# Kohlrausch Law

Kohlrausch Law relates to the limiting molar conductivity of an electrolyte to its constituent ions.

It basically states that the limiting molar conductivity of an electrolyte is equal to the sum of individual limiting molar conductivities of the cations and anions which make up the electrolyte.

Limiting Molar Conductivity?
The molar conductivity of a solution at infinite dilution is known as limiting molar conductivity

This law is also popularly known as the Kohlrausch Law of Independent Migration.

Kohlrausch law and its applications are very important in the study of dilute solutions and also in the study of electrochemical cells. This law is mainly used to find the limiting conductivity of a weak electrolyte, among other important applications.

An example of this law is the limiting conductivity of sulphuric acid(H2SO4). The limiting molar conductivity of sulphuric acid is equal to the sum of the limiting conductivities of hydrogen cation and sulphate anion.

The mathematical representation of the above statement is,

$$\lambda^{\infty}_{H_2SO_4} = 2\lambda^{\infty}_{H^{+}} + \lambda^{\infty}_{SO_{4}^{2-}}$$

Here, $$\lambda^{\infty}$$ is the limiting molar conductivity.

Index

## History

Friedrich Kohlrausch, a german physicist, gave this law in 1875-1879 and was thus named after him.

Kohlrausch played an important part in the development of physical chemistry and was an influential researcher of electrochemistry during his time.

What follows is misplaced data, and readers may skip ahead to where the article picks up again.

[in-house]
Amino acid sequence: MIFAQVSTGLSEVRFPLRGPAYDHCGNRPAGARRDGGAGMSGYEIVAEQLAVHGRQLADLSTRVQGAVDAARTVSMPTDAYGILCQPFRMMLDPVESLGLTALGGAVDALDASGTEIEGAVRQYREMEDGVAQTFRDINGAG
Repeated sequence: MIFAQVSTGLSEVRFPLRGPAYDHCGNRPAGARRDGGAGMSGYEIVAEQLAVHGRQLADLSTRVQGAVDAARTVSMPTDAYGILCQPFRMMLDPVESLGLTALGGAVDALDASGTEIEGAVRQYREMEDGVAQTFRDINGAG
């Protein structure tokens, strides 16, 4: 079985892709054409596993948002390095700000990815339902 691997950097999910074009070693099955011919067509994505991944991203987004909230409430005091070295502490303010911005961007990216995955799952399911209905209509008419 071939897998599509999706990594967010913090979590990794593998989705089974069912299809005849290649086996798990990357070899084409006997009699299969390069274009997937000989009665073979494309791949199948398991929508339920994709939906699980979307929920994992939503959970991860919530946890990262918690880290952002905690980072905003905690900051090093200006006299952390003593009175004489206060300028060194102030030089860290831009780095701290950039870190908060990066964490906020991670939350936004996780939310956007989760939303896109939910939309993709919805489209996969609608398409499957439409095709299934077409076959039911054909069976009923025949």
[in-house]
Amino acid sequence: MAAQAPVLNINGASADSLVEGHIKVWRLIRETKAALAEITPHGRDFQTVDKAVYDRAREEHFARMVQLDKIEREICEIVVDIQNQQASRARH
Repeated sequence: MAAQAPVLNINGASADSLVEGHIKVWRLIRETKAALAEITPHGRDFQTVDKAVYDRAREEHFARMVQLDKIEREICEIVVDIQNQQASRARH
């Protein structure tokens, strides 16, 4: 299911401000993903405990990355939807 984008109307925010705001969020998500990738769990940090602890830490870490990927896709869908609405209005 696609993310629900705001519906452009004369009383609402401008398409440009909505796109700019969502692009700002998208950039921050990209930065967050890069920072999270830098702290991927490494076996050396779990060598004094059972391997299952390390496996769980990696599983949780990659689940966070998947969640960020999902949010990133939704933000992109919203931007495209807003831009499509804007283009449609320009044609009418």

The experiments which he used in order to develop the law of independent migration were used by famous and important chemists like Arrhenius, Ostwald and Van’t Hoff, who devised the Ionist theory and were called the founders of physical chemistry.

## Kohlrausch Law Explained

The law of independent migration of ions states that the limiting molar conductivity of an electrolyte (i.e, the conductivity of an electrolyte at infinite dilution when all of it is dissociated into ions), is equal to the sum of the amount of its each constituent ion’s limiting molar conductivity.

The general case of this law is any random electrolyte AxBy.

The mathematical representation of the limiting molar conductivity of AxBy is,

$$\lambda^{\infty}_{A_xB_y} = 2\lambda^{\infty}_{A^{+y}} + \lambda^{\infty}_{B^{-x}}$$

Here, $$\lambda^{\infty}$$ is the limiting molar conductivity.

When a pair of electrolytes have the same cation then the difference in their limiting molar conductivities does not depend on the cation and is only affected by a change in the anion.

The above statement is also true for electrolytes with the same anion.

Let us consider two pairs of electrolytes with common cations A and D in each pair, then the difference between their limiting molar conductivities is not affected by A or D. This can be mathematically represented as,

$$\lambda^{\infty}_{AB} – \lambda^{\infty}_{AC} = \lambda^{\infty}_{DB} – \lambda^{\infty}_{DC}$$

Here,
$$\lambda^{\infty}_{AB}$$ is limiting molar conductivity of AB
$$\lambda^{\infty}_{AC}$$ is limiting molar conductivity of AC
$$\lambda^{\infty}_{DB}$$ is limiting molar conductivity of DB
$$\lambda^{\infty}_{DC}$$ is limiting molar conductivity of DC

## Applications of Kohlrausch Law